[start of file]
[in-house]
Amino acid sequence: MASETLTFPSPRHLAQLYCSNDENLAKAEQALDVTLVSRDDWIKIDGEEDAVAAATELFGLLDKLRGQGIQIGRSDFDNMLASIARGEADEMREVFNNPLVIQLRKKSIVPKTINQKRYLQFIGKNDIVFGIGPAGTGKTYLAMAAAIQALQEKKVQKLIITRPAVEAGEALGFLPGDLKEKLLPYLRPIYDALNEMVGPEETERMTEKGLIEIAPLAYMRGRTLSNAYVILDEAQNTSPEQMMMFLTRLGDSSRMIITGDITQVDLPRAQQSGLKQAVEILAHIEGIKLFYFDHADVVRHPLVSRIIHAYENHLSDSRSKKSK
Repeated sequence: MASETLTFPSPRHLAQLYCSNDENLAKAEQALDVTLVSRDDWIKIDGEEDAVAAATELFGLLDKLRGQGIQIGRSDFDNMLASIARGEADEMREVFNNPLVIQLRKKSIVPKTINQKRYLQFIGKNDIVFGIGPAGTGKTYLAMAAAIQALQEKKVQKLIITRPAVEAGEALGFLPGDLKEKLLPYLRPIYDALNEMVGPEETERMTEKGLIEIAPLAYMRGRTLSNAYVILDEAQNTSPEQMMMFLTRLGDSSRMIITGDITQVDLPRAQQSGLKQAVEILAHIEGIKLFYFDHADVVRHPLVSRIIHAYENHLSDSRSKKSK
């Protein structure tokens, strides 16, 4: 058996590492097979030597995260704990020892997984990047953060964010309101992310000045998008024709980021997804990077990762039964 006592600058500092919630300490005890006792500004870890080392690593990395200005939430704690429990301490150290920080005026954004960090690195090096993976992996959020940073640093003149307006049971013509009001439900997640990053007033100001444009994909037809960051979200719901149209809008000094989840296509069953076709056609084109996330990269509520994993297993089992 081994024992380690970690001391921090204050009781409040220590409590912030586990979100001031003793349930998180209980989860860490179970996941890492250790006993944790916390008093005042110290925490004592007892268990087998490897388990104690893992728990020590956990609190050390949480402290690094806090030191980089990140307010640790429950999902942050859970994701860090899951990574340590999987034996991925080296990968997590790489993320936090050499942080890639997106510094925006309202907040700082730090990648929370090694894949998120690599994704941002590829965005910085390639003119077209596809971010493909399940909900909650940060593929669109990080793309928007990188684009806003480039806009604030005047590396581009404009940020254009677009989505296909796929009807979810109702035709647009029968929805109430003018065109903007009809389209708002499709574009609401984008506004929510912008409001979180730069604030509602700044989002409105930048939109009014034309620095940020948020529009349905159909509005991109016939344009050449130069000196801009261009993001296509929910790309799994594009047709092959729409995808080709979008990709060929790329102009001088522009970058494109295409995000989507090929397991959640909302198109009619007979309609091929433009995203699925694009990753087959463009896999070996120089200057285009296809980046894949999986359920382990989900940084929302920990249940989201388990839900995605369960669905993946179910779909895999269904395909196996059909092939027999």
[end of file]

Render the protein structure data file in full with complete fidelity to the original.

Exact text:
[in-house]
Amino acid sequence: MASETLTFPSPRHLAQLYCSNDENLAKAEQALDVTLVSRDDWIKIDGEEDAVAAATELFGLLDKLRGQGIQIGRSDFDNMLASIARGEADEMREVFNNPLVIQLRKKSIVPKTINQKRYLQFIGKNDIVFGIGPAGTGKTYLAMAAAIQALQEKKVQKLIITRPAVEAGEALGFLPGDLKEKLLPYLRPIYDALNEMVGPEETERMTEKGLIEIAPLAYMRGRTLSNAYVILDEAQNTSPEQMMMFLTRLGDSSRMIITGDITQVDLPRAQQSGLKQAVEILAHIEGIKLFYFDHADVVRHPLVSRIIHAYENHLSDSRSKKSK
Repeated sequence: MASETLTFPSPRHLAQLYCSNDENLAKAEQALDVTLVSRDDWIKIDGEEDAVAAATELFGLLDKLRGQGIQIGRSDFDNMLASIARGEADEMREVFNNPLVIQLRKKSIVPKTINQKRYLQFIGKNDIVFGIGPAGTGKTYLAMAAAIQALQEKKVQKLIITRPAVEAGEALGFLPGDLKEKLLPYLRPIYDALNEMVGPEETERMTEKGLIEIAPLAYMRGRTLSNAYVILDEAQNTSPEQMMMFLTRLGDSSRMIITGDITQVDLPRAQQSGLKQAVEILAHIEGIKLFYFDHADVVRHPLVSRIIHAYENHLSDSRSKKSK
């Protein structure tokens, strides 16, 4: 058996590492097979030597995260704990020892997984990047953060964010309101992310000045998008024709980021997804990077990762039964 006592600058500092919630300490005890006792500004870890080392690593990395200005939430704690429990301490150290920080005026954004960090690195090096993976992996959020940073640093003149307006049971013509009001439900997640990053007033100001444009994909037809960051979200719901149209809008000094989840296509069953076709056609084109996330990269509520994993297993089992 081994024992380690970690001391921090204050009781409040220590409590912030586990979100001031003793349930998180209980989860860490179970996941890492250790006993944790916390008093005042110290925490004592007892268990087998490897388990104690893992728990020590956990609190050390949480402290690094806090030191980089990140307010640790429950999902942050859970994701860090899951990574340590999987034996991925080296990968997590790489993320936090050499942080890639997106510094925006309202907040700082730090990648929370090694894949998120690599994704941002590829965005910085390639003119077209596809971010493909399940909900909650940060593929669109990080793309928007990188684009806003480039806009604030005047590396581009404009940020254009677009989505296909796929009807979810109702035709647009029968929805109430003018065109903007009809389209708002499709574009609401984008506004929510912008409001979180730069604030509602700044989002409105930048939109009014034309620095940020948020529009349905159909509005991109016939344009050449130069000196801009261009993001296509929910790309799994594009047709092959729409995808080709979008990709060929790329102009001088522009970058494109295409995000989507090929397991959640909302198109009619007979309609091929433009995203699925694009990753087959463009896999070996120089200057285009296809980046894949999986359920382990989900940084929302920990249940989201388990839900995605369960669905993946179910779909895999269904395909196996059909092939027999």